Although Japan has now fallen behind in the global market of producing phones and phone components, many elements of cell phone culture that we take for granted in the west actually first appeared in Japan. Mobile phones, known as “keitai denwa” or just “keitai” in Japan, became ubiquitous in the Land of the Rising Sun years before they became a global phenomenon. Here are four ways in which Japan was a trendsetter in keitai culture.
Japan Set the Mobile Games Trend
Today, people in Japan and all over the world regularly play games on their phones, from games specifically designed for mobile to online games like first-person shooters, MMORPGs, and casino スロットゲーム (slot games). But mobile games were massively popular in Japan back in the early 2000s, long before they found their way to the rest of the world. Back then, people in the west were only just starting to discover the mobile game Snake. By 2003 in Japan, a broad range of mobile games was available on Japanese cell phones, including virtual pet titles, puzzle games, and 3D games, with graphics that were just as high quality as PlayStation games. Namco was behind some of the top titles, with games like Ridge Racer. It was not long before Namco began to export its mobile games to other parts of the world.
Japan Created Camera Phone Culture
A camera is now an integral element of any phone, but camera phones did not become the norm in the west until the late 2000s. But the very first commercial camera phone was released in Japan in May 1999: the Kyocera Visual Phone VP-210. A year later, the first mass-market camera phone was released. The J-SH04 could not only take photos. It could also send the images via email or messaging, which is the primary reason why the phone became such a success and paved the way for global camera phone culture.
Japan Started Selfie Culture
Without the camera phone, the selfie age would not exist. Japan did not only set the trend for taking photographs with phones. The selfie also first emerged in Japan. Its origins come from the Japanese kawaii culture, which involves beautifying self-representations in photographic form. Self-photography was already a major preoccupation in Japanese teenagers, especially schoolgirls, in the 1990s. They would print out photos at sticker booths and paste them into kawaii albums. The activity was known as purikura, which is Japanese for “print club.” To capitalize on purikura, mobile phone makers in Japan started including front-facing cameras on phones to facilitate selfie photos. The first phone to feature such a camera was 1999’s Kyocera Visual Phone VP-210.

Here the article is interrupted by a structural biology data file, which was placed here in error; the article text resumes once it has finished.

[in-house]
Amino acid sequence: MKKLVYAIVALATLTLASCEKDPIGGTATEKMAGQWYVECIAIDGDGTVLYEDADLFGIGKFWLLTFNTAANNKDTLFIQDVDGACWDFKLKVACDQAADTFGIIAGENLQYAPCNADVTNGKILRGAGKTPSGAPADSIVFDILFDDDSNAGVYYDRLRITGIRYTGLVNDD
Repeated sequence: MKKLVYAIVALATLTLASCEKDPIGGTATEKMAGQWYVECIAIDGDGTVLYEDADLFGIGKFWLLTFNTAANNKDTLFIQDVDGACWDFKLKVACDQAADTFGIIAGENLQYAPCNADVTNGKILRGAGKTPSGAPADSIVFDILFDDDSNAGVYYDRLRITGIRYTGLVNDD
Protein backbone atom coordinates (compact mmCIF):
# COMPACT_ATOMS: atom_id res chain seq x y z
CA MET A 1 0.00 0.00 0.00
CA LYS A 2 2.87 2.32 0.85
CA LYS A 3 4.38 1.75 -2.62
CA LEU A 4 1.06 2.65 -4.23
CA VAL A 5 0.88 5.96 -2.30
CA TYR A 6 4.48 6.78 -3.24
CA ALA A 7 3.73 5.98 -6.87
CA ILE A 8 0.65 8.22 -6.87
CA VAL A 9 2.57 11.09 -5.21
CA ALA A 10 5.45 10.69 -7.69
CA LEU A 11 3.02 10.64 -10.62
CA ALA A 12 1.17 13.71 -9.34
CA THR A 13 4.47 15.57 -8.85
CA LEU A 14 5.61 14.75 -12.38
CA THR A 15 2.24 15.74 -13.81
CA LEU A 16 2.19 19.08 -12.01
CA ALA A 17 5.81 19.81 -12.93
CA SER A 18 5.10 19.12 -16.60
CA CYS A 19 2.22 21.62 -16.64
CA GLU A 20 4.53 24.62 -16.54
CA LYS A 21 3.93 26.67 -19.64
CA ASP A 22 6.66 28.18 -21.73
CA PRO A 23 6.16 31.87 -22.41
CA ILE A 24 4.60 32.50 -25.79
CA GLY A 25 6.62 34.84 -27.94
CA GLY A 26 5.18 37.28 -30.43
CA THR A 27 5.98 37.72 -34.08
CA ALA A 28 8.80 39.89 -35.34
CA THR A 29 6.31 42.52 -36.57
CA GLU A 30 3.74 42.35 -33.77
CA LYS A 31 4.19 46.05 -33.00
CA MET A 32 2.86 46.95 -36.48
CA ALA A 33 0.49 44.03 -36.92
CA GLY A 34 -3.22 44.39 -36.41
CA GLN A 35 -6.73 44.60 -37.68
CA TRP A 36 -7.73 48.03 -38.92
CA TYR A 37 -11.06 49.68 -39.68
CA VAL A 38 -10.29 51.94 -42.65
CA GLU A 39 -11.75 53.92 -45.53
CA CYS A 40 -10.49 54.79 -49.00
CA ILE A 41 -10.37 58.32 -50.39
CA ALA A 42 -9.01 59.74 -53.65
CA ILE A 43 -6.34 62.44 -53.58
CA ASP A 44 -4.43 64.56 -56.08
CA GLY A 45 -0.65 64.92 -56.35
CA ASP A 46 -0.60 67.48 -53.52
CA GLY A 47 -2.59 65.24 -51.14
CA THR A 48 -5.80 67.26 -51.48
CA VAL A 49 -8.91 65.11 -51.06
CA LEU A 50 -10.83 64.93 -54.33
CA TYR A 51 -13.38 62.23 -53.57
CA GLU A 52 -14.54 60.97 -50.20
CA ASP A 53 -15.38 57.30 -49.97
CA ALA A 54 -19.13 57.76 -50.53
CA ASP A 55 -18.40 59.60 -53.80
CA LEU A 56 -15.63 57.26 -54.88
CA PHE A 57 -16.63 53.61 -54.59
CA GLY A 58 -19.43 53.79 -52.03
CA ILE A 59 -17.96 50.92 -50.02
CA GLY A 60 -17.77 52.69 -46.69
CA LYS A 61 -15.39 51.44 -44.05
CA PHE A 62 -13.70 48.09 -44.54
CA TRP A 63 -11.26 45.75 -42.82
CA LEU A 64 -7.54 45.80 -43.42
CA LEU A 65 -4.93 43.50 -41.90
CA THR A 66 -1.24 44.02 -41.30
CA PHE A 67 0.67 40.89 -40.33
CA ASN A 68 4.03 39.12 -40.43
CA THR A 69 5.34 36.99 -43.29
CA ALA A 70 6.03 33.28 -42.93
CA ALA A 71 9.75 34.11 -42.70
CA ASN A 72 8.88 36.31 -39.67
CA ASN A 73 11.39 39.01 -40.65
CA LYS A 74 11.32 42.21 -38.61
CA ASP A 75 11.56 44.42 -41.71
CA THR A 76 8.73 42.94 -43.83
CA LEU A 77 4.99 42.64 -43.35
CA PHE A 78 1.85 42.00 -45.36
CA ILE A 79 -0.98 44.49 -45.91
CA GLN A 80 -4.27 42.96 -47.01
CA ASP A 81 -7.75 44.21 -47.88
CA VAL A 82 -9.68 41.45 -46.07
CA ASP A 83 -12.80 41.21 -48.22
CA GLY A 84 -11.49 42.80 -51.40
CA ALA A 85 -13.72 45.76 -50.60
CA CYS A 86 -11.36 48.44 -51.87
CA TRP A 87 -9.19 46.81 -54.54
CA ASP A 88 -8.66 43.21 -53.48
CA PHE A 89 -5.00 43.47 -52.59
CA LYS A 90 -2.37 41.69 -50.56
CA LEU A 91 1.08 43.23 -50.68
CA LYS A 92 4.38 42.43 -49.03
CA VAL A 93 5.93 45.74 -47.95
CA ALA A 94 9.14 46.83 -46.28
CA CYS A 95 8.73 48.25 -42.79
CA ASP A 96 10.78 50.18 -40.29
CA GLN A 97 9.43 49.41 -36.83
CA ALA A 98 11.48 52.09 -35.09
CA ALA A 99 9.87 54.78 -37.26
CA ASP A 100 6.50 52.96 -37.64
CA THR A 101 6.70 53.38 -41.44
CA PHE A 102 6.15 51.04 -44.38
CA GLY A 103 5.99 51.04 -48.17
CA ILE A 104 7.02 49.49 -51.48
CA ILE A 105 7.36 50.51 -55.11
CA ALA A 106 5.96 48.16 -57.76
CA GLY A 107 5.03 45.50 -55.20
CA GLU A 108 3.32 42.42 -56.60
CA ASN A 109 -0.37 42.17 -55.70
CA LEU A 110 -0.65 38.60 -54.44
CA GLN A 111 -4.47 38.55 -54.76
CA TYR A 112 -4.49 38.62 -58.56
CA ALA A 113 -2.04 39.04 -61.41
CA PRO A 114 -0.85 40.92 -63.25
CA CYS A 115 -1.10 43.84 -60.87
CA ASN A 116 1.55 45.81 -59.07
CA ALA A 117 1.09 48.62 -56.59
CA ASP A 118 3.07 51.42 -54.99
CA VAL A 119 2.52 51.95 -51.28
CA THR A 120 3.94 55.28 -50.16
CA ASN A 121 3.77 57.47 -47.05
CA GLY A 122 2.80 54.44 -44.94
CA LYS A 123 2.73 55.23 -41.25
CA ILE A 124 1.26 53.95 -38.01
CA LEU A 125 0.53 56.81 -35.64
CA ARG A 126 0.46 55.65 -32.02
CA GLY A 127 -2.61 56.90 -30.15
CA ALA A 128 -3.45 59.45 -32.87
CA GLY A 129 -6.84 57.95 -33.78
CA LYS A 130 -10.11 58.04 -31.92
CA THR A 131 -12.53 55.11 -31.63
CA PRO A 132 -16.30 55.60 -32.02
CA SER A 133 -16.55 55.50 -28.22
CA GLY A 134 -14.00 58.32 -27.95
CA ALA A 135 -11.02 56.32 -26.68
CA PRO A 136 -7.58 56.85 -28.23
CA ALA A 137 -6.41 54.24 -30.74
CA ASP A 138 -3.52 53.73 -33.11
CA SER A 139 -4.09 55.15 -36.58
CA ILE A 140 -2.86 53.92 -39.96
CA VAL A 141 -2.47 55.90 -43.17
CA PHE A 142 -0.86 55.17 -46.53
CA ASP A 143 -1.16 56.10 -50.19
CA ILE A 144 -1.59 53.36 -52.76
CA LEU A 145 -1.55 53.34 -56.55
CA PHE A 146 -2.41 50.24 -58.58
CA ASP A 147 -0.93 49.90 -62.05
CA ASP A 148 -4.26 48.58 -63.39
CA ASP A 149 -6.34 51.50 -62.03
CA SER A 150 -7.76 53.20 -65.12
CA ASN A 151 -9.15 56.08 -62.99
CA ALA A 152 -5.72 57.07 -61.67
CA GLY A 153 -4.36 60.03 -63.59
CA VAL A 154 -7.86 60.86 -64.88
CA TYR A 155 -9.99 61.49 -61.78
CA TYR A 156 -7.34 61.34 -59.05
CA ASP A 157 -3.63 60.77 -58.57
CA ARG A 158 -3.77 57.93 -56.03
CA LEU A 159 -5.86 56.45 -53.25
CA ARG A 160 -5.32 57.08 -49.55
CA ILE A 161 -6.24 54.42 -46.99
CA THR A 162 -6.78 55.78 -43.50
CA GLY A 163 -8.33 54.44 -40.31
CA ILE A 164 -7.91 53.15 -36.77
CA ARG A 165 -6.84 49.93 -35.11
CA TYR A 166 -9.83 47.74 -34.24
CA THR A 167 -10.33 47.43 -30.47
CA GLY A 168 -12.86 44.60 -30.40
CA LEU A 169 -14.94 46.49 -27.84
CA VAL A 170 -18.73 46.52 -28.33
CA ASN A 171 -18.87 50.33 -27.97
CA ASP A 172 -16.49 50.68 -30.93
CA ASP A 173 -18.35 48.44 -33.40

Emojis Started Life in Japan
Most everyone uses emojis today. But did you know they have their origins in Japanese mobile phones? Emojis were popular on Japanese phones back in 1997, but they did not become a worldwide phenomenon until they were added to various systems in the 2010s. The first known Japanese phone to feature emojis was the SkyWalker DP-211SW, manufactured by J-Phone. It supported a set of ninety emojis. Although the high price of the phone meant it did not take off commercially, it was not long before J-Phone became Vodafone Japan, and the company expanded its set of emojis for its early iPhones. The most influential set of emojis was created by Shigetaka Kurita in 1999. The 176 cellular emojis were inspired by Japanese manga, in which characters are often depicted with symbolic representations known as manpu. For example, a bead of sweat could represent nervousness. Today, there are thousands of emojis available.